character. This is in consonance with Rule 1.01 of the
Code that a lawyer shall not engage in unlawful,
dishonest, immoral or deceitful conduct.
It is worthy to note that there is no merit in the
contention of complainant that he lured her
to
satisfy his carnal desires. The Court has concluded
that she freely entered such immoral relationship.
2. No, respondent did not violate the code when he
prepared and notarized the affidavit. It was not
unlawful for respondent to assist his client into
entering into a settlement with Aquino after
explaining all available options to her. The law
encourages amicable settlement. Moreover, there
was not even any proof that Aquino knew for sure the
paternity of her child, and that Aquino deliberately
worked against her by acting as Aquinos counsel as
well.
3. No, complainant is not entitled to moral damages and
attorneys fees. An administrative case against a
lawyer is sui generis. It is an investigation against the

fitness of a lawyer to remain in the legal profession.


As such, it involves no private interest and affords no
redress for private grievance.

Campos v.Campos
Facts:
Aida and Judge Eliseo Campos were husband and
wife and had two children, Alistair and Chairmane. In
2008, Judge Eliseo filed a petition for declaration of nullity
of marriage, alleging that they were both psychologically
incapacitated and that he was homosexual. Aida opposed
and claimed that he only wanted such declaration for
purposes of marrying another woman.
In addition, Aida alleged that Judge Eliseo executed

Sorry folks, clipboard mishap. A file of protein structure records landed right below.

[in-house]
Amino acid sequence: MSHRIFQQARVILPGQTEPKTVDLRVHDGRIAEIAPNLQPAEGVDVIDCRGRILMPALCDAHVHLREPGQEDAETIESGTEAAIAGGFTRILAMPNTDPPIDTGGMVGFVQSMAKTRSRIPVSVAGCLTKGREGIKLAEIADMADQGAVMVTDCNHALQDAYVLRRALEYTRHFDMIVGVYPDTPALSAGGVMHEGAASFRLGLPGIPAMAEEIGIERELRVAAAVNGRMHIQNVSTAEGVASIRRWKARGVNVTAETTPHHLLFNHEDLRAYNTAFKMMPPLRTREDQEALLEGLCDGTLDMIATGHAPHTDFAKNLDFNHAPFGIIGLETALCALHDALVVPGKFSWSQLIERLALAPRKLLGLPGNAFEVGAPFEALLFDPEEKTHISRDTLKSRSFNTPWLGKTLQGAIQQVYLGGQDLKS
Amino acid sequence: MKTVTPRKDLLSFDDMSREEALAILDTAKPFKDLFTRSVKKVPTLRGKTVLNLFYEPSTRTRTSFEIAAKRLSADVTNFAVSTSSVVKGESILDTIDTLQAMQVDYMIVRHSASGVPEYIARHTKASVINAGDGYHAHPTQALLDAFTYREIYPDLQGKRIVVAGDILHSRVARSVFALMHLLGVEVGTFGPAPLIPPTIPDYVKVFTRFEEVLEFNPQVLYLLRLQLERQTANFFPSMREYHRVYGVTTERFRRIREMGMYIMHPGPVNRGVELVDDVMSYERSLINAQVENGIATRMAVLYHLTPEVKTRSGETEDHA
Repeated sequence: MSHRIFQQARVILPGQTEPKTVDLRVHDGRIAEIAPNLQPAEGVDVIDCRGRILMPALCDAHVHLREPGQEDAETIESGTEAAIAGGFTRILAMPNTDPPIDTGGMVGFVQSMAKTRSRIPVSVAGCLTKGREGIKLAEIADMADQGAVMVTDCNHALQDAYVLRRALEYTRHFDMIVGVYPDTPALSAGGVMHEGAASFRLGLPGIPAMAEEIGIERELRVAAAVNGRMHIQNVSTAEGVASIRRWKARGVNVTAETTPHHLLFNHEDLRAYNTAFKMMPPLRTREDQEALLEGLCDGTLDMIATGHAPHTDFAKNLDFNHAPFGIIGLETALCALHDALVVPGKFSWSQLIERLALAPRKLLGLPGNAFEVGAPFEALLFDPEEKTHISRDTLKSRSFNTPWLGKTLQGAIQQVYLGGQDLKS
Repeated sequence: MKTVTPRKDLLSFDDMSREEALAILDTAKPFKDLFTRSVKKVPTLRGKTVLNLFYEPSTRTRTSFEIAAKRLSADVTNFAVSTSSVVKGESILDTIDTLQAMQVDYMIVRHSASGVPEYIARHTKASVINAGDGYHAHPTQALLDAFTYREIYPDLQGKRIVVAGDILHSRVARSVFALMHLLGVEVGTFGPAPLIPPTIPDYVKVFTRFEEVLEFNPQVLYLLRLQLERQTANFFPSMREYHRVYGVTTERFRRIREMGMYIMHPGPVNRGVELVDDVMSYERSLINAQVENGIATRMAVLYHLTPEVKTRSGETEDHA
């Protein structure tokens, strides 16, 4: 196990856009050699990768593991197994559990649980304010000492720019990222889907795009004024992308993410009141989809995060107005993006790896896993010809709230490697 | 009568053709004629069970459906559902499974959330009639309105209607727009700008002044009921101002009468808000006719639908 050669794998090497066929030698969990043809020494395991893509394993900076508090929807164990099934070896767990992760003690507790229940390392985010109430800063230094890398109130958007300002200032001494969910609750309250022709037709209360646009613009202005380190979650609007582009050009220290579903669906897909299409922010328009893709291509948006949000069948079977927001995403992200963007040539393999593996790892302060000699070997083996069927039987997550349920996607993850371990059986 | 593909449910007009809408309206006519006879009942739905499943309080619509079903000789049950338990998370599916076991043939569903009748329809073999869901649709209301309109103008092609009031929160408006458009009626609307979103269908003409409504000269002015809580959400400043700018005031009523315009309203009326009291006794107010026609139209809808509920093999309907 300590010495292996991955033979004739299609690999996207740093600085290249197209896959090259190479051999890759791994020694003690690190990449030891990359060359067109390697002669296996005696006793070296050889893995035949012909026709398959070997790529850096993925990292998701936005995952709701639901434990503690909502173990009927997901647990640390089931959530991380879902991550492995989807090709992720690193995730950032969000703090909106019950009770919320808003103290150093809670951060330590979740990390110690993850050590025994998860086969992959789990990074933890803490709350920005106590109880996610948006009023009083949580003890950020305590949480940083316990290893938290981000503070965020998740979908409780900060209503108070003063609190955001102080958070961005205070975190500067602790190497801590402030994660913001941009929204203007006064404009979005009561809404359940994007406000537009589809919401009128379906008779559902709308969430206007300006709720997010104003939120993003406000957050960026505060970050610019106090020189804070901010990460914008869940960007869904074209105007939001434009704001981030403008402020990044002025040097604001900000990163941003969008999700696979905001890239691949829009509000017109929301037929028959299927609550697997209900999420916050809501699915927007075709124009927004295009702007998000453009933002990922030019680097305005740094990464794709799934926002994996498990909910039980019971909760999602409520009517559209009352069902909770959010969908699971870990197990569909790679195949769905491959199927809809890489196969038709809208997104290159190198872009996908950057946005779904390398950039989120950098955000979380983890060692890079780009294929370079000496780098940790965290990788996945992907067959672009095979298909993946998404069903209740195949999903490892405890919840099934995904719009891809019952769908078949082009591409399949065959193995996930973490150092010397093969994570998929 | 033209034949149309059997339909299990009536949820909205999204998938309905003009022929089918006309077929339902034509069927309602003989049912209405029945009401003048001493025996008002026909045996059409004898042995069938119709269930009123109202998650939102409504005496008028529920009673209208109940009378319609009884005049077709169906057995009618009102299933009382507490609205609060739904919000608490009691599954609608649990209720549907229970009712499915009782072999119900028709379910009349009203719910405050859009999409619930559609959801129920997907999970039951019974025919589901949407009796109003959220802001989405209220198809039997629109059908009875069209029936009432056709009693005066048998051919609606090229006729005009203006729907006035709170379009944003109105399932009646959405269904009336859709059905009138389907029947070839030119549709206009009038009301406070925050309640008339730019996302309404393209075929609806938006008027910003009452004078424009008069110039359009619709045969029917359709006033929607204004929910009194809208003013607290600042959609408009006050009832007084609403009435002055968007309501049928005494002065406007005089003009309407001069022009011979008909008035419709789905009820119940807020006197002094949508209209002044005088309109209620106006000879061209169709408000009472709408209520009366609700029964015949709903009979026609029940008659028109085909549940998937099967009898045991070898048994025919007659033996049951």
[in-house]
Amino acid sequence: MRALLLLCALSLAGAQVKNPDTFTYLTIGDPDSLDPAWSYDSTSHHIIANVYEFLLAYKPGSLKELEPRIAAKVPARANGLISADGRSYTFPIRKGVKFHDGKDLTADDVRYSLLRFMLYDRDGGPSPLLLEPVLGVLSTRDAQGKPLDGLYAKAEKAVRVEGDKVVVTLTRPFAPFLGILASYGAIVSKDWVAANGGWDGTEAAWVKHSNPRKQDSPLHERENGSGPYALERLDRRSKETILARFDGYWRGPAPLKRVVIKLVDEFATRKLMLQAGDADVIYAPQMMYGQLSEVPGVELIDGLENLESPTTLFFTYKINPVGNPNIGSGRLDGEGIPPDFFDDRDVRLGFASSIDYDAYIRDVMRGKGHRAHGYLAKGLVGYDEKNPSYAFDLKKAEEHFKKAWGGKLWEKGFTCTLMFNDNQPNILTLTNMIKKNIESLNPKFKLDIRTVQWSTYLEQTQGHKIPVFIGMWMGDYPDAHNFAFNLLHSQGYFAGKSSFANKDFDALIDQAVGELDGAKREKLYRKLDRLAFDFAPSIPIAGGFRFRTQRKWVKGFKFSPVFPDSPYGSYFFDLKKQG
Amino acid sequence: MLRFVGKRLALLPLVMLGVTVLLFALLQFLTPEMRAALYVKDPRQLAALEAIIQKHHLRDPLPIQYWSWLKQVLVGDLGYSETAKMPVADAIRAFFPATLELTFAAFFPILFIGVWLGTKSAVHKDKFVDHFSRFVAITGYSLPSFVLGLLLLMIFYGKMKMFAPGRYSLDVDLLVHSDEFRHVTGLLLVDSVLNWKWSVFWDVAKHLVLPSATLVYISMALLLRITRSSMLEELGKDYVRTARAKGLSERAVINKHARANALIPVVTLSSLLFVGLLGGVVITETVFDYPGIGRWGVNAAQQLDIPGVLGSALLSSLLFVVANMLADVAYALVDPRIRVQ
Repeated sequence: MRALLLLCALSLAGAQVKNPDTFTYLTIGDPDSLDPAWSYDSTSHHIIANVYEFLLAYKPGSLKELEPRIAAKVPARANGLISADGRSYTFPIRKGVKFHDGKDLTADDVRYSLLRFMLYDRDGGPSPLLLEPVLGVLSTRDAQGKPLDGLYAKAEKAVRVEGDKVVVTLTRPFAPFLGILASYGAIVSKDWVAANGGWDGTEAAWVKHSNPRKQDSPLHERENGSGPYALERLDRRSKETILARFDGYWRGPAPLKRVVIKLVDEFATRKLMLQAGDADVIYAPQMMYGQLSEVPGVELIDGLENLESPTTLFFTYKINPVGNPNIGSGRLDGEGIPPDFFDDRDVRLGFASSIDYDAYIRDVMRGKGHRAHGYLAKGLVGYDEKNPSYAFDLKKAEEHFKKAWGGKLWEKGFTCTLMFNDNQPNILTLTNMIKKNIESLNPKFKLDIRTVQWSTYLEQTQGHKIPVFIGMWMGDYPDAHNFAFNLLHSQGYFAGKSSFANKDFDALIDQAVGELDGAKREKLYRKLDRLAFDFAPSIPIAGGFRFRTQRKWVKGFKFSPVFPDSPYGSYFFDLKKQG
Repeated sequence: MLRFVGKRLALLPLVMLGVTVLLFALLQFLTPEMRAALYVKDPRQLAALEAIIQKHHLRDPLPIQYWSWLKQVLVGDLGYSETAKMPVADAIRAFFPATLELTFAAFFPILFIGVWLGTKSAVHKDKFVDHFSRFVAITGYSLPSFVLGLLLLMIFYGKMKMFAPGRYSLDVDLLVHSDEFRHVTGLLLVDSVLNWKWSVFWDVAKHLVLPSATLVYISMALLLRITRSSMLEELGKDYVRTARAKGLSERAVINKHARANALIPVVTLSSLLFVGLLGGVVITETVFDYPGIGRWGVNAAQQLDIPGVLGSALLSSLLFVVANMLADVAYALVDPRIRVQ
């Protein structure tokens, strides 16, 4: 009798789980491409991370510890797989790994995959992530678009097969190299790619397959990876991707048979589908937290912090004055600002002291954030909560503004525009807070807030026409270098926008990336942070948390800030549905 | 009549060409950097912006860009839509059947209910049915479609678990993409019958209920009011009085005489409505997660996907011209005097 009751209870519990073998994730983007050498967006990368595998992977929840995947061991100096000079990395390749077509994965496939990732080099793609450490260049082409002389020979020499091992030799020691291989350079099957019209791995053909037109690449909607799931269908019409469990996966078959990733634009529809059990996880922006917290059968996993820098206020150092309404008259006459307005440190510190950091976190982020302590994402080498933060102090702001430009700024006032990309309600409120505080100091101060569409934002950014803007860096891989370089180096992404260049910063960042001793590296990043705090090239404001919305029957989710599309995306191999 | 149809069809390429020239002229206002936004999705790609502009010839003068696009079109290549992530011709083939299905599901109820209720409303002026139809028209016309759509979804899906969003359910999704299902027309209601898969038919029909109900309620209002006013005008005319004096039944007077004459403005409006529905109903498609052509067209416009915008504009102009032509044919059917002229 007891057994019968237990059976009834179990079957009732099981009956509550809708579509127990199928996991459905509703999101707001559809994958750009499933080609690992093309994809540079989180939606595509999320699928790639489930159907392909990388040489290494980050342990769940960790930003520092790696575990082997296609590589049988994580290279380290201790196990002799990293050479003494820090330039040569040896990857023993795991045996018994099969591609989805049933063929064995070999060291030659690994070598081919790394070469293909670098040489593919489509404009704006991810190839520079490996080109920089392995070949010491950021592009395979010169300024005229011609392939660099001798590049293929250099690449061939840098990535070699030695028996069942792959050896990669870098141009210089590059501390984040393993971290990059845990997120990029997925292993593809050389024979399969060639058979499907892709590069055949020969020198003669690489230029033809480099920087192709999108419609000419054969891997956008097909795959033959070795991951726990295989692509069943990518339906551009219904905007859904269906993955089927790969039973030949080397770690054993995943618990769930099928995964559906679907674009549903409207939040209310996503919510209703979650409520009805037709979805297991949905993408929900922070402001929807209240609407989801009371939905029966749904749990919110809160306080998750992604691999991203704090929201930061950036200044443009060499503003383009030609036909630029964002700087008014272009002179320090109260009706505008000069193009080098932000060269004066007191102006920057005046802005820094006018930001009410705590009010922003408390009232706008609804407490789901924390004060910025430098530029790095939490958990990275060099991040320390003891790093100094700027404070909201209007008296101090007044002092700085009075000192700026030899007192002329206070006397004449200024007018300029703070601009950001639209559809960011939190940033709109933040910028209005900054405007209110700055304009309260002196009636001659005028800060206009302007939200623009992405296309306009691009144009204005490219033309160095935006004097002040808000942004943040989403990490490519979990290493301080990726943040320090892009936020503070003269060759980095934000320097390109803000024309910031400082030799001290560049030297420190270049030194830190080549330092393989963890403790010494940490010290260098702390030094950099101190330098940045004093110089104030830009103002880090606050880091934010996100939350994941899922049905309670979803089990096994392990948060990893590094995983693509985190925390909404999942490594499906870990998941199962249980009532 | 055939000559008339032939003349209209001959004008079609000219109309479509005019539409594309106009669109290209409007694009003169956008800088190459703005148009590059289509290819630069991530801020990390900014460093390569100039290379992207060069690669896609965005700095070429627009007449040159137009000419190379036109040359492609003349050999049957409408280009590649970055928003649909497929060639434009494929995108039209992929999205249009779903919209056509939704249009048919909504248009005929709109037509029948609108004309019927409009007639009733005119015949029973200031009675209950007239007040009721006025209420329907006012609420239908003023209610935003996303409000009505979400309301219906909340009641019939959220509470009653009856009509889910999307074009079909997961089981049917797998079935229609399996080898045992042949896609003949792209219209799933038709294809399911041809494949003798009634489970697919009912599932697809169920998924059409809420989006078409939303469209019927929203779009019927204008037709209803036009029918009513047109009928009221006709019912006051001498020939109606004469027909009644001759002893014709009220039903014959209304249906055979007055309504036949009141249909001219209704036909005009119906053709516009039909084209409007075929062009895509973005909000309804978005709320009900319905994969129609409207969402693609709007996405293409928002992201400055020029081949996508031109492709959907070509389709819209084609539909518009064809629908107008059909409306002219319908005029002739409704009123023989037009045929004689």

an Affidavit of Loss over a parcel of land previously
registered under Alistairs name. Aida alleged that the title
was not lost but Judge Eliseo simply wanted the property
back in case the petition for declaration of nullity of
marriage was granted.
Before the investigating judge and the Office of the
Court Administrator, it was discovered that Judge Eliseo
was not guilty of immorality since his admission of
homosexuality does not automatically make him immoral.
There was also no evidence of him having a relationship
with another woman.
Furthermore, Judge Eliseo was not guilty of
dishonesty, since the fact that he had children was not a
proof that he was not homosexual; and that he was indeed
the real owner of the parcel of land although it was
registered in Alistairs name. However, it was found that
the registration in Alistairs name was purposes of
defrauding a judgment against the spouses.
Issue: Whether or not Judge Eliseo Campos was guilty of
simply misconduct
Ruling: Yes, Judge Elisepo Campos was guilty of simple
misconduct. Simple misconduct is a transgression of some

established rule of action, an unlawful behavior or


negligence committed by a public officer. In this case,
respondent knew at that time of the registration of the
property that he had a pending case and that he could
possibly lose the case. In order to manipulate the situation
and taking advantage of his knowledge of the law,
respondent caused the registration in Alistairs name. This
improper behavior warrants a disciplinary sanction.